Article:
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Home Eurosurveillance Monthly Release  2003: Volume 8/ Issue 7 Article 2
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Eurosurveillance, Volume 8, Issue 7, 01 July 2003
Harmonisation of national influenza surveillance morbidity data from EISS: a simple index

Citation style for this article: Uphoff H, Cohen JM, Fleming DM, Noone A. Harmonisation of national influenza surveillance morbidity data from EISS: a simple index. Euro Surveill. 2003;8(7):pii=420. Available online:


H. Uphoff1, J-M. Cohen2, D. Fleming3, A. Noone4,

1 Deutsches Gruenes Kreutz (DGK), Marburg, Germany
2 Groupes Régionaux d'Observation de la Grippe (GROG), Paris, France
3 Royal College of General Practitioners (RCGP), Birmingham, England
4 Scottish Centre for Infection and Environmental Health (SCIEH), Glasgow, Scotland


The European Influenza Surveillance Scheme is a collaboration with 18 member countries (2001/02) which monitors the activity and impact of influenza by collecting morbidity and virological data in primary care facilities throughout the winter season each year. Despite being in principle similar in the surveillance concept, the indicators used and observations made are very different. Different healthcare systems and organisational needs (eg a certificate of illness for the employer) influence the consultation behaviour. Furthermore, and partly as a result of differences in the healthcare systems, the definitions used for the numerator and denominator when calculating morbidity rates are different. Thus comparative interpretation of participating countries' morbidity data is extremely difficult.
Reporting 'harmonisation' by using equivalent numerators and denominators is one option but is difficult to achieve in the short term. Moreover, several additional issues would need to be considered, for example, the need for continuity of surveillance and whether such steps would indeed result in direct comparability etc.
A simple index was tested, through which the impact of influenza morbidity in any one year is compared with what is considered a 'usual' epidemic in that country. The index in principle describes numerically the extent to which the influenza-attributable excess morbidity in the current epidemic in each country is within, exceeds, or is less than a range typical for an influenza epidemic.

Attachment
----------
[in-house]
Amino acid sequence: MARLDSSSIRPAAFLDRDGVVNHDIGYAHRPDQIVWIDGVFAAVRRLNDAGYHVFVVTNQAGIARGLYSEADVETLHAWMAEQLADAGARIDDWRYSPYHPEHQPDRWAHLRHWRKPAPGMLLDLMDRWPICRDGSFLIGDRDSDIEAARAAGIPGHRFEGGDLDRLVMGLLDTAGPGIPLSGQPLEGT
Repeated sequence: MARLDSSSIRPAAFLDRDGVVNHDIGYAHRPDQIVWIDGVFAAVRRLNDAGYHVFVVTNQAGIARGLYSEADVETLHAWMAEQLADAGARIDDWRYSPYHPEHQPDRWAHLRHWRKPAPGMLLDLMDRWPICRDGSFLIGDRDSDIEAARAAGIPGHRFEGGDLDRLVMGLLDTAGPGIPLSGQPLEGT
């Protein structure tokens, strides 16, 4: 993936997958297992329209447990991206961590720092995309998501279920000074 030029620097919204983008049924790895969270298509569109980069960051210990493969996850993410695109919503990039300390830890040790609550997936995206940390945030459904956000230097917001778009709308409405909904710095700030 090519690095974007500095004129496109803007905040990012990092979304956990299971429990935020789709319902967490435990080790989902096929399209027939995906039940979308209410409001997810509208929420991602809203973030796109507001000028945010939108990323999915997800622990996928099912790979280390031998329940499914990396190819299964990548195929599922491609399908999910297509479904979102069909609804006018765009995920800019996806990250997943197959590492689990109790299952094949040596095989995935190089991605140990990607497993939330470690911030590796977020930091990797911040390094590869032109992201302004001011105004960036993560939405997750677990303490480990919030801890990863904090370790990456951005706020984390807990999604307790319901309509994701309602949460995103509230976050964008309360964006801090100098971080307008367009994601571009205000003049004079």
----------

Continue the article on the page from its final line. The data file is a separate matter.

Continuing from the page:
In this pilot study, the usefulness of such an index is explored with the example of eight countries for the seasons 1999/2000 and 2000/01. A fine tuning of the methods has not yet been performed.

The linking of national surveillance systems in a pan European project has been supported by the European Union (EU). The European Influenza Surveillance Scheme (EISS) is such a project (1,2,3). The surveillance of influenza among the members of EISS is based on an integrated clinical and virological surveillance model. Sentinel primary care physicians report clinical cases and take swabs from patients for laboratory testing (3,4). The morbidity indicators are used for the estimation of the influenza activity (influenza-attributable illnesses in the population) while the virological data are used to link the excess morbidity to the circulation of the agent and to get specific information on the circulating types, subtypes and strains (5,6). The weekly assessment of influenza activity is usually compared to peak values of the clinical indicator observed in the past. For estimations of the total seasonal impact, the excess morbidity and the duration (area under curve) is considered (7,8).
For surveillance purposes, the countries have the following in common:
- Morbidity is recorded in primary care facilities
- Morbidity and virological data are collected from the same sample of the population